Our observations of growth cessation during some times of the year, as estimated here using predicted temperature at the time of shell deposition, agrees with previous studies showing that growth in SH occurs at different rates over the annual temperature cycle. Harris and Stokesbury (2006) analyzed the growth of tagged scallops from 2 sites in the Great South
Channel at about 41[degrees] N latitude. They found faster growth for scallops at a site where scallops were tagged in May than a site where scallops were tagged in September. Because many of the scallops were at large less than a year (or 1 y plus a fraction of a year), the May-tagged scallops were more likely to reflect a period of faster summer growth whereas the September-tagged scallops were more likely to reflect a time of slower winter growth.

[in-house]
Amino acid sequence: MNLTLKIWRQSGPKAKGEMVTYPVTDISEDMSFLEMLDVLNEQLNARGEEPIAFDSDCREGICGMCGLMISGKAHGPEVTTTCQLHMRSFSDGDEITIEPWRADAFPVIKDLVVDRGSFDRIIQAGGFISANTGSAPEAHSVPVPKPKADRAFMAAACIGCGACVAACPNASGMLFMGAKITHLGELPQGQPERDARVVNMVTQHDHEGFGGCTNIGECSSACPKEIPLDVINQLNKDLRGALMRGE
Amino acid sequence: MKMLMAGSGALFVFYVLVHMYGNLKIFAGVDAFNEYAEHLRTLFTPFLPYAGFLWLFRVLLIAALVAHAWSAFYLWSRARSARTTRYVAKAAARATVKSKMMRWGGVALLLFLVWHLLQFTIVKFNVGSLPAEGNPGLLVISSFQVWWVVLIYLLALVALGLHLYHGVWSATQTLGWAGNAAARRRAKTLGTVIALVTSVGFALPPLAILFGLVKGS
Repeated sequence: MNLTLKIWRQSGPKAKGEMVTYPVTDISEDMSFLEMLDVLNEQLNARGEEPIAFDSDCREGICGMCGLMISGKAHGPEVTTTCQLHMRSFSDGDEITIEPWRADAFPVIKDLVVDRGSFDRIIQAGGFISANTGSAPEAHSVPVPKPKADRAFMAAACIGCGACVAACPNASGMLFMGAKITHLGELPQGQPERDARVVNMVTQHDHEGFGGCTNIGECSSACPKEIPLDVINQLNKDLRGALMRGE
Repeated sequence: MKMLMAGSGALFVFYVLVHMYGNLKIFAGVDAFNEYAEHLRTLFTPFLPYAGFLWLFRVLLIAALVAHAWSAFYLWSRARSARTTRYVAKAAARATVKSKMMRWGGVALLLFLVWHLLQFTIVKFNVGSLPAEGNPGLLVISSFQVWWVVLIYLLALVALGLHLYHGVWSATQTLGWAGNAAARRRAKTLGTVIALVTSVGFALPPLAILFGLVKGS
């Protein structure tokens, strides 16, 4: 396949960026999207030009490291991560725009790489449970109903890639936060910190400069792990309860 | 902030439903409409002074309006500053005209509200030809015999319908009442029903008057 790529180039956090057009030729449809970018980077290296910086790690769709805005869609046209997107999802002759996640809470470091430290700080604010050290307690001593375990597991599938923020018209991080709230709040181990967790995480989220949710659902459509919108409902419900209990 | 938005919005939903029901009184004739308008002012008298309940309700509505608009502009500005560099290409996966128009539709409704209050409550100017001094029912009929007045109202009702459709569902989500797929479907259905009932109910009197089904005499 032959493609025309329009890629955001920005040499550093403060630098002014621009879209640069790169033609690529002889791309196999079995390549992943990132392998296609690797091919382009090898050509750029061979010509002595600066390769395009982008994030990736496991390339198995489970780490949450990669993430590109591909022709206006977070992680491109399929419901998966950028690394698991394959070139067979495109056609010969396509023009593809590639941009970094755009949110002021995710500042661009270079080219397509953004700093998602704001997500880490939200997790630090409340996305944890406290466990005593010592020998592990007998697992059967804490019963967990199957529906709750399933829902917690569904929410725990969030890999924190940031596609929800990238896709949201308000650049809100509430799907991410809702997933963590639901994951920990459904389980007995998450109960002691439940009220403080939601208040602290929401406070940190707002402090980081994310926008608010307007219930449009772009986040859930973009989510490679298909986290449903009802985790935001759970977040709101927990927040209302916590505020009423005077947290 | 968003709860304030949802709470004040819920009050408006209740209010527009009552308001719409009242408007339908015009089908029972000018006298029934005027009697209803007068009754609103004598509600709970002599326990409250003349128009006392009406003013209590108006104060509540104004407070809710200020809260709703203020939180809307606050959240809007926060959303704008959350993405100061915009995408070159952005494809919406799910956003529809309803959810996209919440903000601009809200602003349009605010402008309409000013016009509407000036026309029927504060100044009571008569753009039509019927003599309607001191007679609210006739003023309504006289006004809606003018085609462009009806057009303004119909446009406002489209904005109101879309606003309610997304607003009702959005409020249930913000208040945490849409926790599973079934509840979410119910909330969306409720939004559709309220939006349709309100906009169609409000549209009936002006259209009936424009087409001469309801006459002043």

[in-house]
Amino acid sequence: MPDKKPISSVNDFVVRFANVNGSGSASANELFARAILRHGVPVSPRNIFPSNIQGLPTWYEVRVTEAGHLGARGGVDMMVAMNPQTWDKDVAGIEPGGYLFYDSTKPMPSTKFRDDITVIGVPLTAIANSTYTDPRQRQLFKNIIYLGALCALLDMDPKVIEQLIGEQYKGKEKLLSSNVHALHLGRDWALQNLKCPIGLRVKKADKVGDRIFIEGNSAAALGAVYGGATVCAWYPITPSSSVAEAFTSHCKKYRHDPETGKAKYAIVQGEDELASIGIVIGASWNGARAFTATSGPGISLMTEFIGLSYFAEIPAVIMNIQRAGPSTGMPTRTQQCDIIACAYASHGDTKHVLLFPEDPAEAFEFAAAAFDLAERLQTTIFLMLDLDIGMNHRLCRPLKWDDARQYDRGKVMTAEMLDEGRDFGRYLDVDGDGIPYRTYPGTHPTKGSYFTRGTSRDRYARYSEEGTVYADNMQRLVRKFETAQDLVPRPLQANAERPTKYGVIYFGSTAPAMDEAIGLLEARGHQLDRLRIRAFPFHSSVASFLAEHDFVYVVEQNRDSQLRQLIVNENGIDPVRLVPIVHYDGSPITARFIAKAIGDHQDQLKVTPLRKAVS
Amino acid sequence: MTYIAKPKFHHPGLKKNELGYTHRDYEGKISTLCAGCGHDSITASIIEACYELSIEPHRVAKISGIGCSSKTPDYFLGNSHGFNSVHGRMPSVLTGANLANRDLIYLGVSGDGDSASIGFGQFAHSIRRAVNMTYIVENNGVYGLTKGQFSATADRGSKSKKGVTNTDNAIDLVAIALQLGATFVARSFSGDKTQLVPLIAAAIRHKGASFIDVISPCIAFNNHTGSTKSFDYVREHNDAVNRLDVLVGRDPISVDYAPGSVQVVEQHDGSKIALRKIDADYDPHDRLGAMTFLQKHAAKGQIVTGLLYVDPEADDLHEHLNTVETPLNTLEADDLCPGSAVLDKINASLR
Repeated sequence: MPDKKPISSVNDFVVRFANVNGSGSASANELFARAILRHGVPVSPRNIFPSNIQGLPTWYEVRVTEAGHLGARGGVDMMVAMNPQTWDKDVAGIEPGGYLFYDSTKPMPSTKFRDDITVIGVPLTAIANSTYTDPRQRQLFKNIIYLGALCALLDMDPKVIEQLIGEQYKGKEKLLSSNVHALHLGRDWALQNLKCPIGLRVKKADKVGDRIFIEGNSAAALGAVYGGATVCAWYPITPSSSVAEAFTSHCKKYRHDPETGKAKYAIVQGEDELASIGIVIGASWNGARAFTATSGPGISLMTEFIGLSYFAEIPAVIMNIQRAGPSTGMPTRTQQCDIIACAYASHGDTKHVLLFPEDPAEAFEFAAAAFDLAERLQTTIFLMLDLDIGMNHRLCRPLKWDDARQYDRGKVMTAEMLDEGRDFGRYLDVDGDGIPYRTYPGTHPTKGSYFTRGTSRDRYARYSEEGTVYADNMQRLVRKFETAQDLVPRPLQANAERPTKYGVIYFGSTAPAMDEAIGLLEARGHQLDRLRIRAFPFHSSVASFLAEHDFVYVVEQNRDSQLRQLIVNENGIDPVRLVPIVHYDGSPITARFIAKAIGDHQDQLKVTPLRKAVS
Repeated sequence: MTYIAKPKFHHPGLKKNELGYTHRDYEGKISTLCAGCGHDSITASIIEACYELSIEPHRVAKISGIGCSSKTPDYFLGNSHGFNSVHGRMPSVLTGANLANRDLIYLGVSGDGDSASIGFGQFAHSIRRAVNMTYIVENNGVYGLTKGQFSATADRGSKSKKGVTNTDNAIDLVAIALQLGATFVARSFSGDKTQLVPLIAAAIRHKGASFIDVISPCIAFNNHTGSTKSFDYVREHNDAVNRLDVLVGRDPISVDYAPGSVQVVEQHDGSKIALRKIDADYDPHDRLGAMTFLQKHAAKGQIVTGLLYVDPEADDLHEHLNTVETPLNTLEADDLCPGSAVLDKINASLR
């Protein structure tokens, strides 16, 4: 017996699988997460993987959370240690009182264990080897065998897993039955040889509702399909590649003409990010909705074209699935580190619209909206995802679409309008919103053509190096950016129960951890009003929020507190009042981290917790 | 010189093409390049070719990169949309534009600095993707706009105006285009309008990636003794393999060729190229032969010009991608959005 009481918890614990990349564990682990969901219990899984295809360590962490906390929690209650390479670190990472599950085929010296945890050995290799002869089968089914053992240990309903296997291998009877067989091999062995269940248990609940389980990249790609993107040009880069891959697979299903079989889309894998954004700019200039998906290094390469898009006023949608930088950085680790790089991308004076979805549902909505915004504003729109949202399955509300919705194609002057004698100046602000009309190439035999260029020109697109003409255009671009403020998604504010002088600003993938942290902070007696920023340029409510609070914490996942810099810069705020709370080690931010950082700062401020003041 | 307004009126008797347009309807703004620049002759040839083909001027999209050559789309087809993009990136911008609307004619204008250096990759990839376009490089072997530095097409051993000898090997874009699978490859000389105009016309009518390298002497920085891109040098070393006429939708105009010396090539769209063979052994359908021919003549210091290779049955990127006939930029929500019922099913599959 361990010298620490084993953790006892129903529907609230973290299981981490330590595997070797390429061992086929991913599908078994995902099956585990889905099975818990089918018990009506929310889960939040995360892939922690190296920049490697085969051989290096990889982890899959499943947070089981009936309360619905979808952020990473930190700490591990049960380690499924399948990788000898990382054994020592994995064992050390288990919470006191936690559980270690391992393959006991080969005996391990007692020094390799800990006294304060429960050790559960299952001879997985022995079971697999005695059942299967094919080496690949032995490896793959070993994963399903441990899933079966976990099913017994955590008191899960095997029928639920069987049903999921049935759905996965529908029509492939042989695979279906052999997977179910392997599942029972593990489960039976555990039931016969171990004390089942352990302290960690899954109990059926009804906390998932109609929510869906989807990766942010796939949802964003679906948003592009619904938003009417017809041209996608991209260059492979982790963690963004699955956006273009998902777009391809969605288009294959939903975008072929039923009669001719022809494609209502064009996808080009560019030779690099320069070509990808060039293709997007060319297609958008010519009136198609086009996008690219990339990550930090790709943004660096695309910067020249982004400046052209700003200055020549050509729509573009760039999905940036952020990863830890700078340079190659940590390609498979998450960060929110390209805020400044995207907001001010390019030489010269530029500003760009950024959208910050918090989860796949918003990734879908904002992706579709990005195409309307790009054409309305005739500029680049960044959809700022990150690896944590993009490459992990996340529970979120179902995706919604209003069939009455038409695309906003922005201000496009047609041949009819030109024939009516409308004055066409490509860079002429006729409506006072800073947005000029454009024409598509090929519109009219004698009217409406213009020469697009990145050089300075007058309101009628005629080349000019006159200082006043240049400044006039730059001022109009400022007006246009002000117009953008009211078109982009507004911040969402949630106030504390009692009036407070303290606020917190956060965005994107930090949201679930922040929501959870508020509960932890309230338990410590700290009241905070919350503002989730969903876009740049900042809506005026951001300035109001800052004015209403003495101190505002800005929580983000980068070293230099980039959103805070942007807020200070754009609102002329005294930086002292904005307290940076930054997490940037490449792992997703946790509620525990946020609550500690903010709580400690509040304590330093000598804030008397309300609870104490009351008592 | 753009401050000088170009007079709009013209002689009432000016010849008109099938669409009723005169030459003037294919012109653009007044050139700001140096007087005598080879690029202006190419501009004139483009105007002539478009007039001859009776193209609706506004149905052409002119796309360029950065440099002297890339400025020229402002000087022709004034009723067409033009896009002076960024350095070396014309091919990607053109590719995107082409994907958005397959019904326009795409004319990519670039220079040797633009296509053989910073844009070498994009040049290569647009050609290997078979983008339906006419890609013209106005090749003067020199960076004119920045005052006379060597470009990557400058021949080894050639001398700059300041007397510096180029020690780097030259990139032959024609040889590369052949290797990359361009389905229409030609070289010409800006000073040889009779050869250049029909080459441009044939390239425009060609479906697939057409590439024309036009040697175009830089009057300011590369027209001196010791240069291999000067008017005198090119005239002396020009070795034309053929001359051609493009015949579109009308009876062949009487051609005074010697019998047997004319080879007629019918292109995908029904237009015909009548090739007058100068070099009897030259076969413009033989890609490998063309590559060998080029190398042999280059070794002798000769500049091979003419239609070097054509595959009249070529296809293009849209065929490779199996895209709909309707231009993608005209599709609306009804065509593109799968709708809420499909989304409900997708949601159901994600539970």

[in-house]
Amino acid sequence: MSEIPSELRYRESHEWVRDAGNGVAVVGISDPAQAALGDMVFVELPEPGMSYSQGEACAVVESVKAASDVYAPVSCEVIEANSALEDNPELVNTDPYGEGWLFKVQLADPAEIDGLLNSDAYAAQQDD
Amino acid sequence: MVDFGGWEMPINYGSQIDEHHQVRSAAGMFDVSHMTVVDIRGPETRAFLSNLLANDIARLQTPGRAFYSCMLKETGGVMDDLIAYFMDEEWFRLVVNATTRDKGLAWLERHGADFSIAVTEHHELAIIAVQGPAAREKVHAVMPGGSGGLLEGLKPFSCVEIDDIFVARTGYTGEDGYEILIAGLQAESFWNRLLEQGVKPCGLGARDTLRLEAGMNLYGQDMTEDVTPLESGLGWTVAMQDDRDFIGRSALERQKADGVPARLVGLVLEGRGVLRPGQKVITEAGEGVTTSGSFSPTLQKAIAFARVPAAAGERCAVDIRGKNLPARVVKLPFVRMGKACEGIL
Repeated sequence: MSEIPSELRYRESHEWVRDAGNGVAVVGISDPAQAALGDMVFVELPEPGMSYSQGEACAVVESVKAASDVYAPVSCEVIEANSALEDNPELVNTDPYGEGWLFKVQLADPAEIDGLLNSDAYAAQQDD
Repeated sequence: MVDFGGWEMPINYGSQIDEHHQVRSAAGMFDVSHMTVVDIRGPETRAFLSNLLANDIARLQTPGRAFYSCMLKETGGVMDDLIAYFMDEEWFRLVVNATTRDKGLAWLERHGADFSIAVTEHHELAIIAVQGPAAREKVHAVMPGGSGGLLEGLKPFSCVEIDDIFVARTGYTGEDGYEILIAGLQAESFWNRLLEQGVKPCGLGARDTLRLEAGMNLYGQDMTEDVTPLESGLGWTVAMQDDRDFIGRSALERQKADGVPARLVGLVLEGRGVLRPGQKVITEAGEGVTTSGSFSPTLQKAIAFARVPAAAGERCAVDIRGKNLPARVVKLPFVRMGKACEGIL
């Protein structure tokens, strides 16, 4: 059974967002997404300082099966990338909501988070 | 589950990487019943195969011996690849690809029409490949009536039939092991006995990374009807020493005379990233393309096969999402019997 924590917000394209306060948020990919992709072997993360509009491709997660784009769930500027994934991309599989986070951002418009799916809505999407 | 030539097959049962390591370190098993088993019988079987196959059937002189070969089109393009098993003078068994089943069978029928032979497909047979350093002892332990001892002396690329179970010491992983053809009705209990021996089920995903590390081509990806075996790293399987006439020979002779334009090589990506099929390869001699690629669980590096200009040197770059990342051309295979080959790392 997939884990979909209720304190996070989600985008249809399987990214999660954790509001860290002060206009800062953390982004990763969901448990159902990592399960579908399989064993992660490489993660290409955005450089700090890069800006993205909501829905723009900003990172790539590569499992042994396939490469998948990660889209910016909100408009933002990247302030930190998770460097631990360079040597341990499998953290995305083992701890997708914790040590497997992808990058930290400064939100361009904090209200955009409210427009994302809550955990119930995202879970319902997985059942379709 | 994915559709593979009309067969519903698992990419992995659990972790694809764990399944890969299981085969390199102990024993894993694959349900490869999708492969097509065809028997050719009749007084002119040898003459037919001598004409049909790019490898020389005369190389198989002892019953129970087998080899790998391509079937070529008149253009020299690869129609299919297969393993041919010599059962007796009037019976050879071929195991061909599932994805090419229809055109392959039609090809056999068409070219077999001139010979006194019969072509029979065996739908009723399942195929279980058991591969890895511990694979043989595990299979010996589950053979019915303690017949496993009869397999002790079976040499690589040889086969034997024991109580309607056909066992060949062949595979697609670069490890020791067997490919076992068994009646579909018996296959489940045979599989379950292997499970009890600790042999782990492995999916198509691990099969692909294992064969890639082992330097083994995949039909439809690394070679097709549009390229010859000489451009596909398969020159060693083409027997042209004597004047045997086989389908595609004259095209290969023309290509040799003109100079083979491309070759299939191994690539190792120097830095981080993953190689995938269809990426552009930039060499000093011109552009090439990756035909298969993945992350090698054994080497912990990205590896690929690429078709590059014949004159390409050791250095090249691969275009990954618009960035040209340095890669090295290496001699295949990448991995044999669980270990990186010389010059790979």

This study suggests that at least some sea scallops may accrete shell material continuously throughout the entire year during their first few years of life, and then only part of the year when older. This pattern, during which shell accretion stops or slows during certain times of the year, leaving the [delta][sup.18]O values recorded by the shell in a reduced range of temperatures, is often found in bivalves (Stevenson & Dickie 1954, Jones et al. 1983, Harrington 1989, Dare & Deith 1990, Owen et al. 2002, Goodwin et al. 2003, Heilmayer et al. 2003, Ivany et al. 2003, Nakashima et al. 2004, Chauvaud et al. 2012). Postsettlement sea scallops are subject to high predation rates from numerous predators (Hart & Chute 2004, Hart 2006); rapid uninterrupted growth allows scallops to reach a partial size refuge from these predators (Jones et al. 1983). With age, scallops also put an increasing amount of their energy into reproduction (Thompson & MacDonald 2006), and thus may show a seasonal reduction in shell growth. For the individuals that appeared to undergo a change to seasonal growth with age, such as scallops 2, 4, 5, and 9, the change did not appear until between 80 mm and 100 mm in SH. The largest shell we analyzed for this study was 137 mm. Future investigations analyzing older, larger scallops, concentrating on achieving higher sampling resolution toward the shell margin, could elucidate patterns of intermittent growth.